Not only living creatures evolve new properties which turn out to be useful. For example, the winter moth in the Netherlands has recently evolved to produce less temperature sensitive eggs, to withstand the changing winter conditions in the Netherlands. Also, inanimate chemical systems can evolve, as long as they copy themselves and make mistakes that result in new properties. A world in which Darwinian evolution takes place has a number of striking characteristics. Research is strongly focused on these characteristics.
In Darwinian evolution, new copies are made faster than old systems are destroyed. To call it Darwinian evolution, the copies must be able to contain errors. These errors can lead to new properties. These properties are in turn copyable, or hereditarily transferable. Think for example of a hereditary disease that occurs in a family. What were the earliest individual chemical systems undergoing Darwinian evolution? And in what ways did this happen? Was it similar to current Darwinian evolution, or was it much simpler?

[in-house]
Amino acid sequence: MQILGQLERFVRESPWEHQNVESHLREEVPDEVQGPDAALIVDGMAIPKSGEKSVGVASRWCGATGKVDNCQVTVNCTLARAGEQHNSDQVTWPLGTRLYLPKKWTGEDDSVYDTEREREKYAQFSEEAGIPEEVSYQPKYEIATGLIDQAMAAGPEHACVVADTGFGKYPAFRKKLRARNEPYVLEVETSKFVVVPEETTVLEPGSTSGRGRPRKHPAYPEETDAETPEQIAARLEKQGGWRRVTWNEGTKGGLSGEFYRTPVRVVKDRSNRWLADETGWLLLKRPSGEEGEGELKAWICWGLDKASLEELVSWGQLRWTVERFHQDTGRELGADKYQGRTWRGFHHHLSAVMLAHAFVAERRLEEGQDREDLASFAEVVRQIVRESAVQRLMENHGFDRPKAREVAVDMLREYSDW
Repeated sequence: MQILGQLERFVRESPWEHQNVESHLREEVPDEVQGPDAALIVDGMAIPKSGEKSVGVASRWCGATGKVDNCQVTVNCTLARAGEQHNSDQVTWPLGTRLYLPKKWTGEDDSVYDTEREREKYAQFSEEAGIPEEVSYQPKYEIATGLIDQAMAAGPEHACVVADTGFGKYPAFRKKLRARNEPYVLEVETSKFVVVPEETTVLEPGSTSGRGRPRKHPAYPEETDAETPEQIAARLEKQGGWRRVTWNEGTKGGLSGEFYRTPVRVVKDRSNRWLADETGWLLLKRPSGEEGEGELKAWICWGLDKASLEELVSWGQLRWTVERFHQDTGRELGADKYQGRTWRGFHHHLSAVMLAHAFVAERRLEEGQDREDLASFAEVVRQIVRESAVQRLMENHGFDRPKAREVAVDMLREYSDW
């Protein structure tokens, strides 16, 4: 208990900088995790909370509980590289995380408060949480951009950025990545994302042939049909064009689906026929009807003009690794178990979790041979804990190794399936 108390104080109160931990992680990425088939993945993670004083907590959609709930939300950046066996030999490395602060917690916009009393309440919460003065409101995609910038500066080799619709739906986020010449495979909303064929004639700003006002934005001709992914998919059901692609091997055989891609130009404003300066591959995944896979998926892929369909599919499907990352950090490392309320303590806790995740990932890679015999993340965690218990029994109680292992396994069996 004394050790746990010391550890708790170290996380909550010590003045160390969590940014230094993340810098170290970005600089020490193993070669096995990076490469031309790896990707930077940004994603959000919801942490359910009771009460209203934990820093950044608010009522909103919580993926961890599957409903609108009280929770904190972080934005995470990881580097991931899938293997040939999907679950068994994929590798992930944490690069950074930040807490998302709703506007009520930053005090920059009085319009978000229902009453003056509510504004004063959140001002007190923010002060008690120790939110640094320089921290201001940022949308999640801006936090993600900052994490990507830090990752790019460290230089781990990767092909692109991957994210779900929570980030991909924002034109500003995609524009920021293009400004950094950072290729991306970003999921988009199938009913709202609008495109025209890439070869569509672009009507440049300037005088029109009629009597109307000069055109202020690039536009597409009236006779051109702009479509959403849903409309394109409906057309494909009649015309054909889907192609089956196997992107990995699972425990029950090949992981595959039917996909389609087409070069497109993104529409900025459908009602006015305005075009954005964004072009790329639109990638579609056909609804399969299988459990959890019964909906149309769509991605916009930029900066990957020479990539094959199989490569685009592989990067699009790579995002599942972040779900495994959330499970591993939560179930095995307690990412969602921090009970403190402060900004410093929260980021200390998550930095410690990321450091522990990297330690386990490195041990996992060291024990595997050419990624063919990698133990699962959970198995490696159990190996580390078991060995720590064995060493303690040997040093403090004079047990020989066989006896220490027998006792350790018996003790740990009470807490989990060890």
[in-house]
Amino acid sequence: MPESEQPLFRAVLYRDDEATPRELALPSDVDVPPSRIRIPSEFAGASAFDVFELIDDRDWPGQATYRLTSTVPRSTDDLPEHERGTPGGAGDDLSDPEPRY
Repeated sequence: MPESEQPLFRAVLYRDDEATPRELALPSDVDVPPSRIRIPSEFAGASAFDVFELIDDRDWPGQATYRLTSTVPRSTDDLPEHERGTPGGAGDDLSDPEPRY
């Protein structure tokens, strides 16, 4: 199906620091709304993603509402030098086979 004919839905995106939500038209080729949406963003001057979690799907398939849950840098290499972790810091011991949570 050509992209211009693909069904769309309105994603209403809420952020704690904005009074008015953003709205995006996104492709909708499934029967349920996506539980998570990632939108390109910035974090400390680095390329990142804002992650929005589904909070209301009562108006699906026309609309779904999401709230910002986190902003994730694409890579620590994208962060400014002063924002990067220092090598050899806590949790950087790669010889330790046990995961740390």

Darwinian evolution also means that an individual system will always use only a limited part of the available chemical possibilities: specialization. Specialization is a striking feature of life. We call this a convergent development. In the chemical world, on the other hand, activities between molecules will quickly lead to explosively changing proportions and the ‘running out’ of chemical possibilities. This is a divergent process and is directly opposed to specialization. Which mechanisms have helped to limit the divergent nature of chemistry and thus made convergence and specialization possible?